How Leaders and Managers Earn Trust

A good organization understands the vital importance of leadership and management, and leaders and managers understand the vital importance of those they supervise and mentor. It has to be a top down-bottom up approach, where everyone has an equal say, but leaders and managers are there to make sense out of all the information they receive, as well as to guide and steer others within the company.

Good managers are mindful of the simple fact that they are in relationships with their employees. And those relationships require tending. They must demonstrate excellent people skills and interpersonal interactions. Managers who fulfill their relationship responsibilities will have more informed, and more productive, employees.

 The Biggest Mistake A Leader Can Make –

Power Corrupts

One of the problems that leaders and managers face is that there is an almost ingrained distrust, or suspicion. There is distrust of the leaders and managers—suspicions of their abilities, their integrity and their agenda.  Trust means confidence.  It is the small, day-to-day things that build trust or lead to a sense of betrayal among employees. And trust is the backbone of any relationship, personal or professional. Strong organizations and managers know that people and the relationships get the work done. Business is conducted through relationships.

Leaders and managers sometimes have to make difficult decisions that not everybody will be happy with, and if there is a lack of trust it is all too easy to assume they made those decisions for personal gain, rather than the greater good of the organization.

Important psychological research has indeed demonstrated that there are corrupting factors within power. High-powered people hold others to a higher standard. They are more likely to cheat and are less tolerant of others breaking the same rules.

Management MapNot everybody in power will succumb to corruption. Some of us are fully immune and from those that aren’t, a large proportion actively chooses not to be corrupt. However, the distrust is automatically there and one of the main challenges faced by leaders and managers is how to overcome that.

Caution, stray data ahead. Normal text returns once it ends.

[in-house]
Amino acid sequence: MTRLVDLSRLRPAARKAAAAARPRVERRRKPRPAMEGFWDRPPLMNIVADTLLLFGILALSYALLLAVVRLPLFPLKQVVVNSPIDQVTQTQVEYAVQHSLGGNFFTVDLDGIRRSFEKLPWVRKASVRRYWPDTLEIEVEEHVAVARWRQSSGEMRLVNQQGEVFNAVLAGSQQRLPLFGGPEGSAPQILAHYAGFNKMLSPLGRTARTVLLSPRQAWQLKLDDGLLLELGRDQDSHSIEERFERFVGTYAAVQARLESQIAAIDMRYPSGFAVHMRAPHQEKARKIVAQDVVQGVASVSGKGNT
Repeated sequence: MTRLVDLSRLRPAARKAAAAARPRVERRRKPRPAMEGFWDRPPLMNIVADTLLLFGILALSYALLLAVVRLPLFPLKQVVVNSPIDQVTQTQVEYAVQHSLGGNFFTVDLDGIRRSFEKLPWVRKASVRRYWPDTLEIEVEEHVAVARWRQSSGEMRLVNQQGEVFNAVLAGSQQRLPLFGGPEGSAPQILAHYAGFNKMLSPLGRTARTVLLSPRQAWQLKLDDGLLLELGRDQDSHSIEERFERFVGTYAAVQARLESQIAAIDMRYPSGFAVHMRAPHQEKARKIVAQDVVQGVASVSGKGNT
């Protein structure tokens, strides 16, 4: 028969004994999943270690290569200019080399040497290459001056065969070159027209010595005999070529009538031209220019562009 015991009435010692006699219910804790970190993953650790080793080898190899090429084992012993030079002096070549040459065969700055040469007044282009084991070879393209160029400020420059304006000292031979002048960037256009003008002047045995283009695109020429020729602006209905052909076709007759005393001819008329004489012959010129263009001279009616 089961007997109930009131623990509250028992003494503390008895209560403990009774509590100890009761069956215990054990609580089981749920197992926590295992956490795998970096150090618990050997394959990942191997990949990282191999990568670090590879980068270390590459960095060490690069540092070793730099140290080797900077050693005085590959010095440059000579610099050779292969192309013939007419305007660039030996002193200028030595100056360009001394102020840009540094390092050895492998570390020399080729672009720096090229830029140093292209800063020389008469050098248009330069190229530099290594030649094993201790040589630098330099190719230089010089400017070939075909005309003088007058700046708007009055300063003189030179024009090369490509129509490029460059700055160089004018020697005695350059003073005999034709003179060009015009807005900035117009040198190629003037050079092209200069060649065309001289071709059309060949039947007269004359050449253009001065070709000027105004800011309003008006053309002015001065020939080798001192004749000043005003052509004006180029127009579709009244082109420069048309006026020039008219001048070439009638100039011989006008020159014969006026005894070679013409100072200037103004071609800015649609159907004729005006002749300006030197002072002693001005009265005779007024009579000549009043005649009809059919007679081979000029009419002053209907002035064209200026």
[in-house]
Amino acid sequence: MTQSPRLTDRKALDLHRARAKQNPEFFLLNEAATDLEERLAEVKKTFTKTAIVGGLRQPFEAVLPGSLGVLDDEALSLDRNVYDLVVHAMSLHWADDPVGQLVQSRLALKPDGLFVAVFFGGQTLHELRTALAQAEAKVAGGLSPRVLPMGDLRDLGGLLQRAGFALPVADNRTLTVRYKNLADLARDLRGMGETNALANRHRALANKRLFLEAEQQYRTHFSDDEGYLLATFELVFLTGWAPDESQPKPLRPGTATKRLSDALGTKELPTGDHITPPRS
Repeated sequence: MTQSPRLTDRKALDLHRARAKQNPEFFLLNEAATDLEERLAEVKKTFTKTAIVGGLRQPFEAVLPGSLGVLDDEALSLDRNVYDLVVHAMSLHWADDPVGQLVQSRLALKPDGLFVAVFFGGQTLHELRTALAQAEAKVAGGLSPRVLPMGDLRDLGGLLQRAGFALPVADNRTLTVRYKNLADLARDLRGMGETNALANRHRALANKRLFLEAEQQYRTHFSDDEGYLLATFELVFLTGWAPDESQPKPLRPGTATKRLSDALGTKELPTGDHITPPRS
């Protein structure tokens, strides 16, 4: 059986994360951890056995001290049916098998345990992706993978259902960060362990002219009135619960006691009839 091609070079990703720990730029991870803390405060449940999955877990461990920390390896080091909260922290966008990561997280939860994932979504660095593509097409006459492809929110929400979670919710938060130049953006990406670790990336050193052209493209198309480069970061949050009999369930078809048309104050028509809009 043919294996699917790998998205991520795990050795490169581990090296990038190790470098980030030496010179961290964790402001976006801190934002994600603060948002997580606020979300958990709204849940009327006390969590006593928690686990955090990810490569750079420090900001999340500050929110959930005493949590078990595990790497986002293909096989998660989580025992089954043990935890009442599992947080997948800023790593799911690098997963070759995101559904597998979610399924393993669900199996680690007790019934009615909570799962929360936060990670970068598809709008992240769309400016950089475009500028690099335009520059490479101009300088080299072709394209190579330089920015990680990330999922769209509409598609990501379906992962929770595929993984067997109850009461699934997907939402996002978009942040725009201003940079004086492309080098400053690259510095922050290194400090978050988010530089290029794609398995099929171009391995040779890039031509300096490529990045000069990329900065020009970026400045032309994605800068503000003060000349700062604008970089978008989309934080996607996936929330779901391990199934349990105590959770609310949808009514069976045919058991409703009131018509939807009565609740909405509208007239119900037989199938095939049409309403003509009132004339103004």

Furthermore, our leaders and managers are encouraged at all times to pursue excellence. The idea is that in doing so, in fighting to achieve excellence at the top, achieving excellence at every point will follow automatically. Some, however, think that this is a huge mistake.

Managers should take aim at things we hold dear, such as excellence, fairness and collaboration. There are seven so called “sacred cows,” being:

  • balance
  • creativity
  • collaboration
  • excellence
  • fairness
  • passion
  • and preparation

Only by getting all of these right will managers not become – or appear to have become – corrupt.

An Example of Best Practice

The company Gen Y is known as a dynamic, creative and optimistic company. Their staff members regularly provide feedback on leadership and management and on how they feel things could be done better. They feel leaders should be able to offer constructive criticism.

Spotlight on LeadershipLeaders should be kind but firm when delivering these comments and offer to explain further if needed.  They should also offer positive feedback whenever possible, as well as offering constant feedback. It is these processes that make employees feel valued and understand that there is no corruption in the top echelons of their organization.

Personal credibility is the foundation of leadership and being trustworthy is a core component of credibility.  It begins by saying what you are going to do, then doing what you say you will do.  They should be active listeners and consider others’ input.  Knowing how to communicate, get things done and make decisions within the culture at hand will make or break a leader in his or her role.

Many organizations now know that they have to create what is known as an “ethical workplace.” The key to success is that there is trust between the different levels. There is a need for leadership and management, but their tasks can only be performed appropriately if the rest of the workforce trusts that what lies at the heart of their decisions is the good of the company and the good of the workforce. Hence, defining what trust is should always be the first step towards restoring confidence in the leadership and management of a company.  Trust is telling the truth, even when it is difficult, and being truthful, authentic, and trustworthy in your dealings with employees.